Asked about her involvement in the TRANSCORP, Okereke-Onyueke told the committee that she was appointed to the Board of the corporation on national assignment. She however added that she got the nod of the members of the NSE Governing Council before she accepted the assignment.
Reacting to the allegation that she raised funds for United States President Barak Obama when he was campaigning for office, she denied insisting that she merely organized a concert to drum up awareness for Nigerians and Africans living in America having forged a personal relationship with him in the past.
On the whole, it appears that the gate keepers are all playing politics with peoples investments as there are currently discordant tunes in the SEC team looking after the market.
Observers believe that the uncoordinated running of the SEC, as revealed by the hearing was largely responsible for its inability to put checks on the NSE so as to guarantee the safety of investment and boost the market.
At the hearing on Wednesday, Oteh was shocked and visibly dazed when all SEC management team disowned her and openly accused her of running the organisation as a one man business and that they were not being carried among in the formulation and implementation of policies aimed at revamping the market.
They criticized Oteh for introducing an alien management style that has alienated the management team just as they alleged that her attitude has eroded trust and administrative conviviality in the Commission.
This is in addition to alleged violation due process in the recruitment of strategic staff and other activities in the commission. Issues not far from pecuniary interests have been blamed for the lack of cohesion in the sector.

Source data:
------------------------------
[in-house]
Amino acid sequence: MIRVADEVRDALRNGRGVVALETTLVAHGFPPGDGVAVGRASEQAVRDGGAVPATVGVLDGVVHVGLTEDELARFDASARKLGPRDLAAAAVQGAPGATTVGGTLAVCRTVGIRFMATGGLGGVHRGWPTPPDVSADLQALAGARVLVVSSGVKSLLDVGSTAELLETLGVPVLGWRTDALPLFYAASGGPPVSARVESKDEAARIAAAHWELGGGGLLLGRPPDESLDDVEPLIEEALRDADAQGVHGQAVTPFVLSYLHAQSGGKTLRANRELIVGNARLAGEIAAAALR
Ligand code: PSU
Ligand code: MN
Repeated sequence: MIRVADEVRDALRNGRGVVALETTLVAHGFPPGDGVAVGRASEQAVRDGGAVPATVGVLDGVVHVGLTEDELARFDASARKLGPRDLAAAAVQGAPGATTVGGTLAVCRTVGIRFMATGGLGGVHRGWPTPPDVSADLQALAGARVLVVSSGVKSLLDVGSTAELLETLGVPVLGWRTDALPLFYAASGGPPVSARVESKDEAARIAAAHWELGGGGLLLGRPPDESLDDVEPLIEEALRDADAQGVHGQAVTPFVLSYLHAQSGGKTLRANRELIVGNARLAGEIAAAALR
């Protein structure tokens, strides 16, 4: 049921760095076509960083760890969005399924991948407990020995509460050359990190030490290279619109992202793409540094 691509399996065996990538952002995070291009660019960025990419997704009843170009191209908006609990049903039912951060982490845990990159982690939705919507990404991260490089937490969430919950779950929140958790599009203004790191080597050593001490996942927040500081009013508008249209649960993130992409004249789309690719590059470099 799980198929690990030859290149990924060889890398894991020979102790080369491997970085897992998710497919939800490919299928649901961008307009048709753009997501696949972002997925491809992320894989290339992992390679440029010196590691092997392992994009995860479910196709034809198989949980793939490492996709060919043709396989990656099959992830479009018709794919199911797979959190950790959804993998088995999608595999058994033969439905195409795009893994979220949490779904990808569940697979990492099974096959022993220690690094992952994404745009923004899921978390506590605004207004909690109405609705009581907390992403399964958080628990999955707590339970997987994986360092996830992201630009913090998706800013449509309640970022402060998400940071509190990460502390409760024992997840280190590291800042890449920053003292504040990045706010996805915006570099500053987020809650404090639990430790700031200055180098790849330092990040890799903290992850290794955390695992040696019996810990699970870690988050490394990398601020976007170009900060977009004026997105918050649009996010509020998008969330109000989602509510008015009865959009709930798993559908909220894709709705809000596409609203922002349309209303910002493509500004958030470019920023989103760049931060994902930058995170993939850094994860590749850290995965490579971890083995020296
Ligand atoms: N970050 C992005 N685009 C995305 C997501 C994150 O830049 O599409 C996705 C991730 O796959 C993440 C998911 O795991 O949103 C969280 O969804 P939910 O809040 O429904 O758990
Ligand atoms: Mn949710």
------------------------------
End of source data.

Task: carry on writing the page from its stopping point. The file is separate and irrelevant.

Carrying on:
First to fire the salvo was Mr. Charles Udora, Executive Commissioner, Legal and Enforcement who told the committee that there was regulatory comatose in SEC under Oteh.
“There is presently what I can refer to as ‘regulatory comatose’ in SEC. The manner in which things are being handled in SEC, today, is causing disharmony and disaffection among staff members,” Udora disclosed that the commissioners were not being carried along in the decision making process and that suggestions and new ideas are being received by Oteh in anger. He added that the exclusion was also extended to the employment and engagement processes, stating that these have brought to the fore a number of issues in the organization.
He said: “This has brought in its wake, irregularity in staff promotion exercise. There is a case where a staff who graduated in 1998 was promoted above a very qualified staff that has a combined experience of 20 years, working in SEC and in other places.
“The issue of contract staff employment is negatively affecting the morale of staff. It is causing disaffection, disharmony and friction among SEC’s staff. The disharmony has led to a situation of regulatory comatose.
“Unlike in the past, SEC’s staff members no longer feel obligated to perform their responsibilities and duties. It is now a case of the staff saying ‘it is their SEC, if not for the money I am earning here to take care of my family, I will not be here.’ This is negatively affecting how SEC regulates the market, especially as this is depriving it of vital information among many others,” he said.
The five commissioners also denied being involved in the preparation of the new blueprint of the organisation as well as the organization and celebration of Project 50, a Golden Jubilee celebration to mark 50 years of the existence of SEC.
One after the other, they described as untrue Oteh’s claim that the celebration which she chaired had the support and participation of the management and staff of the Commission.
Currently, the House committee is expressing doubts if the current team at SEC would actually achieve the much desired revamping of the market. On the other hand, some stakeholders are insisting that unless something drastic is done to criminally investigate and prosecute all persons that would be indicted in the probe and to recover all looted funds, confidence might not be restored to the market. The question remains, when will these looting sprees stop?